Scott Safadi has notice that the Ivy League and other pricey institutions have come under increased scrutiny as a poor investment. The argument is that the more costly institutions do not increase your odds of producing more wealth over the course of ones life. Instead, graduates are simply left with a higher debt load and an education that could be impractical in the professional world, considering the liberal arts focus of most Ivy League institutions.
Scott Safadi believes that this argument misses the point. College is not all about return on your investment. It is not a means to an end. Instead, College is valuable in and of itself. The end is one of personal growth, surrounded by the best and brightest. There is much to be said about being average amongst a sea of superstars, as opposed to being the smartest kid in every classroom. It is a humbling experience and one that promotes hard work.
Scott Safadi believes that if one demands that college be a means to an end, one should consider that you will be part of a large network of highly educated peers for the rest of your life. This can prove beneficially socially and in your career. Nevertheless, Scott Safadi believes that college should be seen as a special experience and one should attend the most challenging institution that will take them.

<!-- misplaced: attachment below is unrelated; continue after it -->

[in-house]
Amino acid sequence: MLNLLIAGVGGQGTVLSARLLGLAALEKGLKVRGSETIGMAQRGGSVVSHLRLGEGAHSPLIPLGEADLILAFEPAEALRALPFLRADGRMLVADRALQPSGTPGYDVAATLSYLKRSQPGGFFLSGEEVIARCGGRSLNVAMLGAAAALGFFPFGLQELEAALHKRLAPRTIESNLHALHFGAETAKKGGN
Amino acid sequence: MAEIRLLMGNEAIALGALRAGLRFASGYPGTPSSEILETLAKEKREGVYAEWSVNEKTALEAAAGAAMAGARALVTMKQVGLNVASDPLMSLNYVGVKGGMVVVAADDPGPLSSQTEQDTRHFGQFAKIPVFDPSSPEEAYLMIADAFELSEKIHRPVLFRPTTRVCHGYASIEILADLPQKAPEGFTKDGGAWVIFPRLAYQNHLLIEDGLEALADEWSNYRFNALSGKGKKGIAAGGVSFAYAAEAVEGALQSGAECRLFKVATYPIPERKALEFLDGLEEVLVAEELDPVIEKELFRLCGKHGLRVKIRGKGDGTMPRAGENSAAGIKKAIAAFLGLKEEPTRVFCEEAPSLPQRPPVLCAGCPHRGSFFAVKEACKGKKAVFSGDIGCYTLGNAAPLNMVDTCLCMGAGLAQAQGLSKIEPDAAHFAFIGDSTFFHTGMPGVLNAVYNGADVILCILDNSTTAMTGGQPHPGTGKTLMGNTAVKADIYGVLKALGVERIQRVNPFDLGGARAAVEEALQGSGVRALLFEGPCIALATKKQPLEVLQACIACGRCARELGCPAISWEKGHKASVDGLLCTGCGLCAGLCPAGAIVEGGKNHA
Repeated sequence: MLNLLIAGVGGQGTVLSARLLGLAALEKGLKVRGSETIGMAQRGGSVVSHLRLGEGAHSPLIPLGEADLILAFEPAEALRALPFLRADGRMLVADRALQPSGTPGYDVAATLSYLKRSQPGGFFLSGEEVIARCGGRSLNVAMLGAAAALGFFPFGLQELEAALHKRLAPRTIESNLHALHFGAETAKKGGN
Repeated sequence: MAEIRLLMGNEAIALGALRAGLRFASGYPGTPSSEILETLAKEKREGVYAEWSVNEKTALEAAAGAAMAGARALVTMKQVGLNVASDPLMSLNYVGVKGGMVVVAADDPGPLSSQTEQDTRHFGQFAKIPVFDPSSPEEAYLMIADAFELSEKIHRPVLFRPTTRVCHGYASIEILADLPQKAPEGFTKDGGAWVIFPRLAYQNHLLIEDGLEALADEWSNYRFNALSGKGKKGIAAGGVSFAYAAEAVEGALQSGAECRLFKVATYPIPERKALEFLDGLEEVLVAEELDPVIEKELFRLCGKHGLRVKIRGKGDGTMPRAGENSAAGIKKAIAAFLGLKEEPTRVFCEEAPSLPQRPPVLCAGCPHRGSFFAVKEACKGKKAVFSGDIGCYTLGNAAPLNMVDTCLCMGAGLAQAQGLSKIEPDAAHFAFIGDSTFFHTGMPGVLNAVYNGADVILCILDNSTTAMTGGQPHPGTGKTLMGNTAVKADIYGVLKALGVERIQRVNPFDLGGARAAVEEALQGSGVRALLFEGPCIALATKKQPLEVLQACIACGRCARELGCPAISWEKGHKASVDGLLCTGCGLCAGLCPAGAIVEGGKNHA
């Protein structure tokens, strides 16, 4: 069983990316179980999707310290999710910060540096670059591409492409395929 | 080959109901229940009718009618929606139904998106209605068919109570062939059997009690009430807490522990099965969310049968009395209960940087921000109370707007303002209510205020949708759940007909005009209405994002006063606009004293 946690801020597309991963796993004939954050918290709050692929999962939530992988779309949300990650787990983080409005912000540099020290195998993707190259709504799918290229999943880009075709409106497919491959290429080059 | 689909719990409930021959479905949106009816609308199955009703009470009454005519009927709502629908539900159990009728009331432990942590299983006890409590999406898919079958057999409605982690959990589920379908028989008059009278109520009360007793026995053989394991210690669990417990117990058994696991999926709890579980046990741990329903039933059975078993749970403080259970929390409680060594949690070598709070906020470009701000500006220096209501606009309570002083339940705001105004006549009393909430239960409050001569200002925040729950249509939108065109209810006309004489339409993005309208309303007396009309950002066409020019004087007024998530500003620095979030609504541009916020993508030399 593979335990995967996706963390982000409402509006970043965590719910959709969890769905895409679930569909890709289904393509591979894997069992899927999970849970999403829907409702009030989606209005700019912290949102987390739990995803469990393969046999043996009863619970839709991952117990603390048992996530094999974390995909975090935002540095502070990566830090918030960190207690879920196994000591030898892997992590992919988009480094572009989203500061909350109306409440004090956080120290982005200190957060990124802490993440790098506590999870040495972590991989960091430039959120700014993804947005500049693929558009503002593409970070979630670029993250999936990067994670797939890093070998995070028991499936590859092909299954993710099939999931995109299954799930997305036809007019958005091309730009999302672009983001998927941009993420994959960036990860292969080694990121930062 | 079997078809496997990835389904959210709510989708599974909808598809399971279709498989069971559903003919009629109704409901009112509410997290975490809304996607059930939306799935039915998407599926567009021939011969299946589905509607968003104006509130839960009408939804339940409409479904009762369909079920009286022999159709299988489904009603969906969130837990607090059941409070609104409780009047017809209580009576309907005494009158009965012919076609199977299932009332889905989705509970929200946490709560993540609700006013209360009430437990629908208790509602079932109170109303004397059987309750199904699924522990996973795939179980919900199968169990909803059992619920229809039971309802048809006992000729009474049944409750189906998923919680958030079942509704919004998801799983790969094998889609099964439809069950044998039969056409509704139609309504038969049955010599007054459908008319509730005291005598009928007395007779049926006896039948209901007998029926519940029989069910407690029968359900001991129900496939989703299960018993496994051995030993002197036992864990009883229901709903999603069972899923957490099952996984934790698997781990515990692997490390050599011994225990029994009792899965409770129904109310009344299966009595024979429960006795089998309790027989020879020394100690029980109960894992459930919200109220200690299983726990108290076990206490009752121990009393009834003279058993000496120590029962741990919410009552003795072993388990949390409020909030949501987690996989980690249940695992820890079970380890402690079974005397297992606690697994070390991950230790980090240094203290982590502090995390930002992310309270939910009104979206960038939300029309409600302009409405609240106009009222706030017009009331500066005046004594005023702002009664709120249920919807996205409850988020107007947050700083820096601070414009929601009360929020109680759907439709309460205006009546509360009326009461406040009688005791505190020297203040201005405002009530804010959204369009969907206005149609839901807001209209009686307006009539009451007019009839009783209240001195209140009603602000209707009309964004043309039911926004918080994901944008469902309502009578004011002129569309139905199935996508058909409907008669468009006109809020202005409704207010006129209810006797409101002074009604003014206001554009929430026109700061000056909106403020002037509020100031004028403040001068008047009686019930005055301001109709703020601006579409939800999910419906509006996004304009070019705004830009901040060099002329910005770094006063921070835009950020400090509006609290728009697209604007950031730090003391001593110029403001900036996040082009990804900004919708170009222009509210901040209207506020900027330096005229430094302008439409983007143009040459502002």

Scott Safadi is the President of Cal Bay Property Management. He holds a CCRM (California Certified Resident Manager) designation. Involved in property management since 2005, Scott Safadi has made Silicon Valley apartment communities the primary focus of his work.
Scott Safadi received his BA degree from Dartmouth College in Hanover, New Hampshire in 2003. Dartmouth College was the first choice of Scott Safadi and he was thrilled when he received his acceptance letter from the prestigious college. Scott Safadi states that the resulting Dartmouth experience transformed his life.
According to Scott Safadi, Dartmouth College is a coeducational, four-year, Liberal Arts College. It was granted a charter in 1769 by King George III. The college was named for the Second Earl of Dartmouth, William Legge. Scott Safadi explains that Dartmouth is the country’s ninth oldest college and is considered one of the most innovative small liberal arts colleges in the United States. Dartmouth’s sports teams compete in NCAA Division I-AA athletics and are nicknamed the Big Green.
As the owner of Cal Bay Property Management in the Silicon Valley area, Scott Safadi is well aware of the fact that his tenants are some of the most tech-savvy people anywhere. Scott Safadi sees no reason that a landlord or property management company shouldn’t be ahead of the curve as well.
Q: So, does anyone in property management in your area still do things the old way—phone calls, letters, paper maintenance requests and such?
Scott Safadi: Of course they do. A lot of people have a hard time adapting to change.
Q: What is it that you’re doing that’s so much different?